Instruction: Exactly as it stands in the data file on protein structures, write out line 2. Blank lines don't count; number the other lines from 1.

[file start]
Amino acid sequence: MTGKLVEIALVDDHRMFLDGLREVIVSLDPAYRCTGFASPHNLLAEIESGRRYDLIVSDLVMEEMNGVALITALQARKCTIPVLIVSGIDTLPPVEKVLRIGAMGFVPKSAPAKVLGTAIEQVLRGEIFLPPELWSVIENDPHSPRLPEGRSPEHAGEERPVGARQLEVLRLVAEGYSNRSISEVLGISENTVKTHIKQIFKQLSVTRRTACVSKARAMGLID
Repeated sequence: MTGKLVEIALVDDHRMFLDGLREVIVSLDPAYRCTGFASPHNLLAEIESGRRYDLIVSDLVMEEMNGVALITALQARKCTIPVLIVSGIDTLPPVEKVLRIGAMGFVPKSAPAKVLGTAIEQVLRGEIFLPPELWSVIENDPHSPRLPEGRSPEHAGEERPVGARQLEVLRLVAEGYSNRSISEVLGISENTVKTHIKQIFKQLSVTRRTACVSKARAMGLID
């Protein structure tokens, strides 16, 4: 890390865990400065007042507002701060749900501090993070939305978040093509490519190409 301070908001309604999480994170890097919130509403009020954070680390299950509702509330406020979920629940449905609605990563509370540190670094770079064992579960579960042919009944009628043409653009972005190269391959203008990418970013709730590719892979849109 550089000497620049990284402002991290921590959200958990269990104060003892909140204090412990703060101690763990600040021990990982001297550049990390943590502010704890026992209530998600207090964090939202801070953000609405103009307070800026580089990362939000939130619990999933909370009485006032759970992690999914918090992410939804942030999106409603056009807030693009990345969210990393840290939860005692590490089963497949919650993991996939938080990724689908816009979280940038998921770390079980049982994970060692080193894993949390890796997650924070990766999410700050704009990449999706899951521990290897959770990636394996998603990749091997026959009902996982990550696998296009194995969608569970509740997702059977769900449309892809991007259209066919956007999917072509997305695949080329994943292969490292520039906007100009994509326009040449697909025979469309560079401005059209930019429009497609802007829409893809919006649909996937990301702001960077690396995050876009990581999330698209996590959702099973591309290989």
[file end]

Repeated sequence: MTGKLVEIALVDDHRMFLDGLREVIVSLDPAYRCTGFASPHNLLAEIESGRRYDLIVSDLVMEEMNGVALITALQARKCTIPVLIVSGIDTLPPVEKVLRIGAMGFVPKSAPAKVLGTAIEQVLRGEIFLPPELWSVIENDPHSPRLPEGRSPEHAGEERPVGARQLEVLRLVAEGYSNRSISEVLGISENTVKTHIKQIFKQLSVTRRTACVSKARAMGLID